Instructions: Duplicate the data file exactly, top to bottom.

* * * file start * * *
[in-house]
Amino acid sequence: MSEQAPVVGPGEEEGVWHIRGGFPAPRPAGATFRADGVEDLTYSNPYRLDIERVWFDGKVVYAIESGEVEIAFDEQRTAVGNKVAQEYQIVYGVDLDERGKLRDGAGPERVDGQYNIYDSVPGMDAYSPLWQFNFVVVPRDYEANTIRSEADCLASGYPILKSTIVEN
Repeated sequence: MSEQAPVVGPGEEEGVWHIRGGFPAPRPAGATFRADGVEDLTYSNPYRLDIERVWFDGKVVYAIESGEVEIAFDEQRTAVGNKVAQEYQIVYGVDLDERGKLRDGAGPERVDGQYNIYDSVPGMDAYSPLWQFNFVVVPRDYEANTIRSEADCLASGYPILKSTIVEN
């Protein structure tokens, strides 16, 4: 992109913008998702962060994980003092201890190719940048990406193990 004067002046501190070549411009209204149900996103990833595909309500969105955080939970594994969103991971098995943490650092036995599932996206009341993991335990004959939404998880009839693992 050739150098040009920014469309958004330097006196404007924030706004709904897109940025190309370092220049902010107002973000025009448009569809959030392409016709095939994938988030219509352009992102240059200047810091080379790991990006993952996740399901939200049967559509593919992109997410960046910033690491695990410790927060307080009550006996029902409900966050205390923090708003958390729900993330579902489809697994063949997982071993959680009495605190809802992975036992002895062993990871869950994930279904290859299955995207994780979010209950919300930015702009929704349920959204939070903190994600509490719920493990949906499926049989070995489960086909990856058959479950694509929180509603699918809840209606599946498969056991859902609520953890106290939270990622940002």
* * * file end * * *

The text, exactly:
[in-house]
Amino acid sequence: MSEQAPVVGPGEEEGVWHIRGGFPAPRPAGATFRADGVEDLTYSNPYRLDIERVWFDGKVVYAIESGEVEIAFDEQRTAVGNKVAQEYQIVYGVDLDERGKLRDGAGPERVDGQYNIYDSVPGMDAYSPLWQFNFVVVPRDYEANTIRSEADCLASGYPILKSTIVEN
Repeated sequence: MSEQAPVVGPGEEEGVWHIRGGFPAPRPAGATFRADGVEDLTYSNPYRLDIERVWFDGKVVYAIESGEVEIAFDEQRTAVGNKVAQEYQIVYGVDLDERGKLRDGAGPERVDGQYNIYDSVPGMDAYSPLWQFNFVVVPRDYEANTIRSEADCLASGYPILKSTIVEN
């Protein structure tokens, strides 16, 4: 992109913008998702962060994980003092201890190719940048990406193990 004067002046501190070549411009209204149900996103990833595909309500969105955080939970594994969103991971098995943490650092036995599932996206009341993991335990004959939404998880009839693992 050739150098040009920014469309958004330097006196404007924030706004709904897109940025190309370092220049902010107002973000025009448009569809959030392409016709095939994938988030219509352009992102240059200047810091080379790991990006993952996740399901939200049967559509593919992109997410960046910033690491695990410790927060307080009550006996029902409900966050205390923090708003958390729900993330579902489809697994063949997982071993959680009495605190809802992975036992002895062993990871869950994930279904290859299955995207994780979010209950919300930015702009929704349920959204939070903190994600509490719920493990949906499926049989070995489960086909990856058959479950694509929180509603699918809840209606599946498969056991859902609520953890106290939270990622940002």